For the past decade, John Rutherford and Felicia Smith wake at 3:15 a.m. and systematically follow the same routine.
They get themselves ready, pack a cooler for the day and swipe their time cards promptly at 4:30 a.m., hitting the road around 5:30 steering thousands of pounds down narrow streets.
No, they don't live together and they barely know each other, although their lives mirror one another.
Felicia Smith, a 44-year-old mother of two, is a driver for Rumpke Recycling, stationed in St. Bernard. John Rutherford, a 30-year-old father of five, is a driver for Rumpke Garbage stationed at the landfill in Colerain Township. They never cross paths, although they have so much in common.
Smith is one of 13 females working in a male-dominated industry. She makes roughly 600 stops per day for Rumpke, while Rutherford makes anywhere between 400 and 600 stops per day.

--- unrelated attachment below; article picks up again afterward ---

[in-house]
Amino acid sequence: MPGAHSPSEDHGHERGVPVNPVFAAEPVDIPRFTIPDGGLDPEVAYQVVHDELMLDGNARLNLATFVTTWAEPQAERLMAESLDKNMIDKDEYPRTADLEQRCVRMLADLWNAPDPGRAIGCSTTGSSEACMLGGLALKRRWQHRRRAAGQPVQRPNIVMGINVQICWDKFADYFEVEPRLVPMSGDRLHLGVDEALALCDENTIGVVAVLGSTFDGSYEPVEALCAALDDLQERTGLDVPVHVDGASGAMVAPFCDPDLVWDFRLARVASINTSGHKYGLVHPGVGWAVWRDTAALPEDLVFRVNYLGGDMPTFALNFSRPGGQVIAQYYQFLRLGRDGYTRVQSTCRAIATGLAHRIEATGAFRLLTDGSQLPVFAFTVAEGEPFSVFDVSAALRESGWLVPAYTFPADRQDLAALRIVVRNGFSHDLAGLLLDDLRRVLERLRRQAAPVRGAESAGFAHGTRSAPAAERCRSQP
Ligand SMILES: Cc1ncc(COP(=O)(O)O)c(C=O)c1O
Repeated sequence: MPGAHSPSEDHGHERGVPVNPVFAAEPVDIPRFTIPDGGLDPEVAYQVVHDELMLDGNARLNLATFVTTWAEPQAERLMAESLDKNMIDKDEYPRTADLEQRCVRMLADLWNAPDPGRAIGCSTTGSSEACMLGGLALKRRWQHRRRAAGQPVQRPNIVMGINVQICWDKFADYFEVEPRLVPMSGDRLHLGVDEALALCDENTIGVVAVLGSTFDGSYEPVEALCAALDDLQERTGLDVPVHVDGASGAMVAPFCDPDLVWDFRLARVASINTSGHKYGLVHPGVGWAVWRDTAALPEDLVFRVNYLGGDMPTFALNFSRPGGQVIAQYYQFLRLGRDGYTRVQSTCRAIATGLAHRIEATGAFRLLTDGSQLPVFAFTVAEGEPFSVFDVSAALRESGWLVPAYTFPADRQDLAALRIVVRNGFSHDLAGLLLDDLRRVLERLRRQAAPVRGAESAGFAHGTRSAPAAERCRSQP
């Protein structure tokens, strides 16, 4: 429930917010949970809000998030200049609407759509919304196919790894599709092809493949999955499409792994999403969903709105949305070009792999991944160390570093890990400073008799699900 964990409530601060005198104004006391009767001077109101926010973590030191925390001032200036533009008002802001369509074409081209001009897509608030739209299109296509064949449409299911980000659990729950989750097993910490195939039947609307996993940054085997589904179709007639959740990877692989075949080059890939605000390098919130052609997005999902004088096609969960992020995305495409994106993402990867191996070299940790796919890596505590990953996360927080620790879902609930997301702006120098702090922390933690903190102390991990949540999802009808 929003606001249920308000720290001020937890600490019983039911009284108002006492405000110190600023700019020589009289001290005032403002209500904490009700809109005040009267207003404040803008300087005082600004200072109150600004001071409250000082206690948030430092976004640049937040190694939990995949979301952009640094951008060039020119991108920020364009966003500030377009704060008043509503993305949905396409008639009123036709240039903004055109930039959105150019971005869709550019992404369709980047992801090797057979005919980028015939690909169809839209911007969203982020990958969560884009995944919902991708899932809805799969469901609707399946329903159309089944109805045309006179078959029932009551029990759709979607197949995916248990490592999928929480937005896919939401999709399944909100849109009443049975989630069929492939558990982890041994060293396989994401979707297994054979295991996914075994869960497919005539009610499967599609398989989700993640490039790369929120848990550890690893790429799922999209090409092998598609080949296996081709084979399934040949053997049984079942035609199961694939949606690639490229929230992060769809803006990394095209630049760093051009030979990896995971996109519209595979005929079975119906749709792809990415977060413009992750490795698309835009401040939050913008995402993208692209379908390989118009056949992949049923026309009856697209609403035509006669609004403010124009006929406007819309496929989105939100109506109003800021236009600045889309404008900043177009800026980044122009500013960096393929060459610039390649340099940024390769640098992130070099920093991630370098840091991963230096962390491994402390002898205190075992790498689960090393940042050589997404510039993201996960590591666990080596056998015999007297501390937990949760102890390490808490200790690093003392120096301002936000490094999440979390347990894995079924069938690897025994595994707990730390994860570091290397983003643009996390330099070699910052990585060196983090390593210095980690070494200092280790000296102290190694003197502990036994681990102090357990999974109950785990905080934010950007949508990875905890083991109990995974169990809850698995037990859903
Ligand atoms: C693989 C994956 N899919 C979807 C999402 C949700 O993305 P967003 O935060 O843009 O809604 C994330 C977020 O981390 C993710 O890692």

They brave the conditions to clean up after all of us in the Tri-State. They are garbage collectors.
"In the nine years I've been here, I've seen just about everything in people's trash," Rutherford said.
Baby diapers, decomposing animal carcasses, rotten food and drug stained syringes are part of Rutherford's life. Not because this was his "dream job" but because this job is necessary for all of us.
Become a WCPO Insider to get a first-hand look at how your trash gets from bin to the bottom of the landfill, and who is responsible for taking care of our dirty leftovers.
This is part of an on-going series that aims to showcase remarkable professions across Greater Cincinnati. These unsung workers make a living in some peculiar ways. We’ll give you an inside, eye-opening look to the often grimy and under-appreciated, but necessary, professions in the Tri-State.